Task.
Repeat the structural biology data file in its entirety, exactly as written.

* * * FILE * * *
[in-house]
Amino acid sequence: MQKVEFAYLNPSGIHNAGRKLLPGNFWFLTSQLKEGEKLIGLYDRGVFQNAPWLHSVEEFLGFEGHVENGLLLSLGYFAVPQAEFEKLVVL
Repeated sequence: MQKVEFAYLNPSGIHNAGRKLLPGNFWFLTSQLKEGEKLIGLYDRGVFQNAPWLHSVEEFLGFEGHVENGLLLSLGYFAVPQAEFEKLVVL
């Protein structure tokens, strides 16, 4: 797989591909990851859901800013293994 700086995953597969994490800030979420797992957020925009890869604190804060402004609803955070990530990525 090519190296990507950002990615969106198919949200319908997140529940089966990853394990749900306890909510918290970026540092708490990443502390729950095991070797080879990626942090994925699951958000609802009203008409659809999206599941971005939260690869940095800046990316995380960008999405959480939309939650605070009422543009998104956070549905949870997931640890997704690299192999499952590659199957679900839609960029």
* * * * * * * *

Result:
[in-house]
Amino acid sequence: MQKVEFAYLNPSGIHNAGRKLLPGNFWFLTSQLKEGEKLIGLYDRGVFQNAPWLHSVEEFLGFEGHVENGLLLSLGYFAVPQAEFEKLVVL
Repeated sequence: MQKVEFAYLNPSGIHNAGRKLLPGNFWFLTSQLKEGEKLIGLYDRGVFQNAPWLHSVEEFLGFEGHVENGLLLSLGYFAVPQAEFEKLVVL
């Protein structure tokens, strides 16, 4: 797989591909990851859901800013293994 700086995953597969994490800030979420797992957020925009890869604190804060402004609803955070990530990525 090519190296990507950002990615969106198919949200319908997140529940089966990853394990749900306890909510918290970026540092708490990443502390729950095991070797080879990626942090994925699951958000609802009203008409659809999206599941971005939260690869940095800046990316995380960008999405959480939309939650605070009422543009998104956070549905949870997931640890997704690299192999499952590659199957679900839609960029």